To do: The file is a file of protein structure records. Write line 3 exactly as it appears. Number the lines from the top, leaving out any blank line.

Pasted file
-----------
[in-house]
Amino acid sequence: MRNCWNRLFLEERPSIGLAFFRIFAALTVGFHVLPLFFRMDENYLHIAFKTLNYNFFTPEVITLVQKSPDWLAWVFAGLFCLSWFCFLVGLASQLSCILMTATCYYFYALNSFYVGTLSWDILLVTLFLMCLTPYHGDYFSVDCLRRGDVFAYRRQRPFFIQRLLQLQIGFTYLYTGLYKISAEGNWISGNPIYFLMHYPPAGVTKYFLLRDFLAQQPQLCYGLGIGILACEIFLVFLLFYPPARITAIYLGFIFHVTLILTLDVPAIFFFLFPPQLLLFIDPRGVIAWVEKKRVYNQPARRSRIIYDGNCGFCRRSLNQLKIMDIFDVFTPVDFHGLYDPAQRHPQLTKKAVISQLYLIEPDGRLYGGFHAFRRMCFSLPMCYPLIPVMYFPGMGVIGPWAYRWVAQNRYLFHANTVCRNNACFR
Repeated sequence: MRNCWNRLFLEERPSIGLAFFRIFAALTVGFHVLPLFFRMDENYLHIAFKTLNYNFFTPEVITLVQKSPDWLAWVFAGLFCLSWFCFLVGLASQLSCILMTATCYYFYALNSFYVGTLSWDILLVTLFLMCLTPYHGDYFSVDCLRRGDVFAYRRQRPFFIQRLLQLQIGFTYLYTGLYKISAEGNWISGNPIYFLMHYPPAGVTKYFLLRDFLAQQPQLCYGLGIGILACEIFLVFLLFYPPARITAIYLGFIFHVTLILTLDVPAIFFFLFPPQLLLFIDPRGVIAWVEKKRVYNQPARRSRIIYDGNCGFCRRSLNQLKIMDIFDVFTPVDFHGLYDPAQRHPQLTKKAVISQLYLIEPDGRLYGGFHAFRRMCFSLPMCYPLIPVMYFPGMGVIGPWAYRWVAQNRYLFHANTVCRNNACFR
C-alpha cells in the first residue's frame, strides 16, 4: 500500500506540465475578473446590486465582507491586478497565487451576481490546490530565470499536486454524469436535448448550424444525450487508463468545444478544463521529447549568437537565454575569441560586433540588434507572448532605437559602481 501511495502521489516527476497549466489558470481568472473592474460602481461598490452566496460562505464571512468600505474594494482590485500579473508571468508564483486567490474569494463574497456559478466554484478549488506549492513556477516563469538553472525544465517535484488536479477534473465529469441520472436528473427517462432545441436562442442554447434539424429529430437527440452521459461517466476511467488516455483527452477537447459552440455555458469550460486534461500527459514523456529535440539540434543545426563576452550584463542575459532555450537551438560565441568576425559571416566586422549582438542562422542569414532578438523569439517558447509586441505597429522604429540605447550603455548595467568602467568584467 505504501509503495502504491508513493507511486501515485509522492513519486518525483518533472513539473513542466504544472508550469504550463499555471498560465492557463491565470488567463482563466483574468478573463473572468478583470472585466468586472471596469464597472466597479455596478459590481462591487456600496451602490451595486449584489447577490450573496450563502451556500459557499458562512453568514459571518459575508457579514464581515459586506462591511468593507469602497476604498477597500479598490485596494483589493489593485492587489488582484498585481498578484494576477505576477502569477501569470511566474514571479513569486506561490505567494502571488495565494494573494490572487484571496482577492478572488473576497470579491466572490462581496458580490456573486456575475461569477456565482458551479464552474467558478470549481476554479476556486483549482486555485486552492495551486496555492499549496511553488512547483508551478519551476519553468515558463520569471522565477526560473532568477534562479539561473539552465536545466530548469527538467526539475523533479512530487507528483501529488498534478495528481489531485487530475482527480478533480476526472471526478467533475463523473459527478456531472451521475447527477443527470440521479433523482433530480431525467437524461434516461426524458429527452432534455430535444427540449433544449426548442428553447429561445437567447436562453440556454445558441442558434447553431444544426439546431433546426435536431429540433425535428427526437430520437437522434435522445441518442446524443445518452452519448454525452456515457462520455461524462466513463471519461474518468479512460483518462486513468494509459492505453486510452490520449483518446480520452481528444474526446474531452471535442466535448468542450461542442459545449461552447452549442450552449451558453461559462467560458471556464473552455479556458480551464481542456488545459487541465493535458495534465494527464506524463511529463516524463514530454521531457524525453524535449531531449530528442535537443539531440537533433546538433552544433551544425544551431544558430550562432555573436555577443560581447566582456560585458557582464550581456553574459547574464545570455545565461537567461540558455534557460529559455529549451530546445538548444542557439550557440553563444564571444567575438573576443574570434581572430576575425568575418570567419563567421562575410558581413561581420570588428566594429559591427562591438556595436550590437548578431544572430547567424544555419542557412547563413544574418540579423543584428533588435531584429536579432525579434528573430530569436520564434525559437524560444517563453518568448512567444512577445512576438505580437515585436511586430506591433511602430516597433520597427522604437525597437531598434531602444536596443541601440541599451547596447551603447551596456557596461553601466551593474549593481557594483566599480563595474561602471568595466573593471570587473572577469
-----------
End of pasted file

Repeated sequence: MRNCWNRLFLEERPSIGLAFFRIFAALTVGFHVLPLFFRMDENYLHIAFKTLNYNFFTPEVITLVQKSPDWLAWVFAGLFCLSWFCFLVGLASQLSCILMTATCYYFYALNSFYVGTLSWDILLVTLFLMCLTPYHGDYFSVDCLRRGDVFAYRRQRPFFIQRLLQLQIGFTYLYTGLYKISAEGNWISGNPIYFLMHYPPAGVTKYFLLRDFLAQQPQLCYGLGIGILACEIFLVFLLFYPPARITAIYLGFIFHVTLILTLDVPAIFFFLFPPQLLLFIDPRGVIAWVEKKRVYNQPARRSRIIYDGNCGFCRRSLNQLKIMDIFDVFTPVDFHGLYDPAQRHPQLTKKAVISQLYLIEPDGRLYGGFHAFRRMCFSLPMCYPLIPVMYFPGMGVIGPWAYRWVAQNRYLFHANTVCRNNACFR